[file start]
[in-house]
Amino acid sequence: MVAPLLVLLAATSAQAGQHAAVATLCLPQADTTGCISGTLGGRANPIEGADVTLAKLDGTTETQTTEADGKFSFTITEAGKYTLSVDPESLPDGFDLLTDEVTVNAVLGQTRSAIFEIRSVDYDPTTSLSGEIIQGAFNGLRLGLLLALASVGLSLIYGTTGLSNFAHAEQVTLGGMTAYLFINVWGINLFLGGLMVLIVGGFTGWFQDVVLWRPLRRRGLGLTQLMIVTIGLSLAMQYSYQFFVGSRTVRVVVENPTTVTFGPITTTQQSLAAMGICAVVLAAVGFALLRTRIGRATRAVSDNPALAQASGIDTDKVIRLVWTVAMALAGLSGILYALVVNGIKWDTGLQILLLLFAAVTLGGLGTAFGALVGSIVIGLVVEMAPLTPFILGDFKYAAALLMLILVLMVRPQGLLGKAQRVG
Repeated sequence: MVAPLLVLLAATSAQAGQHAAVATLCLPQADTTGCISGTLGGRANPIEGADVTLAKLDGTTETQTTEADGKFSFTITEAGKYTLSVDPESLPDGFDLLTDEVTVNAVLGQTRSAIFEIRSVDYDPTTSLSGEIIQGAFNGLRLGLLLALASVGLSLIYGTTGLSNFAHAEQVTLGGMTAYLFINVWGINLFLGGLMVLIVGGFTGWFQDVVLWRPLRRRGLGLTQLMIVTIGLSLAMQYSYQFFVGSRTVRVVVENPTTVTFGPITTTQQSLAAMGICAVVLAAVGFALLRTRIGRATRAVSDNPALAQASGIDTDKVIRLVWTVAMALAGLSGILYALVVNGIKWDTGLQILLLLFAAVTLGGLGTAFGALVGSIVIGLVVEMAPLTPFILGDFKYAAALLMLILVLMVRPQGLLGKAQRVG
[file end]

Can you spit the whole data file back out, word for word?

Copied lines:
[in-house]
Amino acid sequence: MVAPLLVLLAATSAQAGQHAAVATLCLPQADTTGCISGTLGGRANPIEGADVTLAKLDGTTETQTTEADGKFSFTITEAGKYTLSVDPESLPDGFDLLTDEVTVNAVLGQTRSAIFEIRSVDYDPTTSLSGEIIQGAFNGLRLGLLLALASVGLSLIYGTTGLSNFAHAEQVTLGGMTAYLFINVWGINLFLGGLMVLIVGGFTGWFQDVVLWRPLRRRGLGLTQLMIVTIGLSLAMQYSYQFFVGSRTVRVVVENPTTVTFGPITTTQQSLAAMGICAVVLAAVGFALLRTRIGRATRAVSDNPALAQASGIDTDKVIRLVWTVAMALAGLSGILYALVVNGIKWDTGLQILLLLFAAVTLGGLGTAFGALVGSIVIGLVVEMAPLTPFILGDFKYAAALLMLILVLMVRPQGLLGKAQRVG
Repeated sequence: MVAPLLVLLAATSAQAGQHAAVATLCLPQADTTGCISGTLGGRANPIEGADVTLAKLDGTTETQTTEADGKFSFTITEAGKYTLSVDPESLPDGFDLLTDEVTVNAVLGQTRSAIFEIRSVDYDPTTSLSGEIIQGAFNGLRLGLLLALASVGLSLIYGTTGLSNFAHAEQVTLGGMTAYLFINVWGINLFLGGLMVLIVGGFTGWFQDVVLWRPLRRRGLGLTQLMIVTIGLSLAMQYSYQFFVGSRTVRVVVENPTTVTFGPITTTQQSLAAMGICAVVLAAVGFALLRTRIGRATRAVSDNPALAQASGIDTDKVIRLVWTVAMALAGLSGILYALVVNGIKWDTGLQILLLLFAAVTLGGLGTAFGALVGSIVIGLVVEMAPLTPFILGDFKYAAALLMLILVLMVRPQGLLGKAQRVG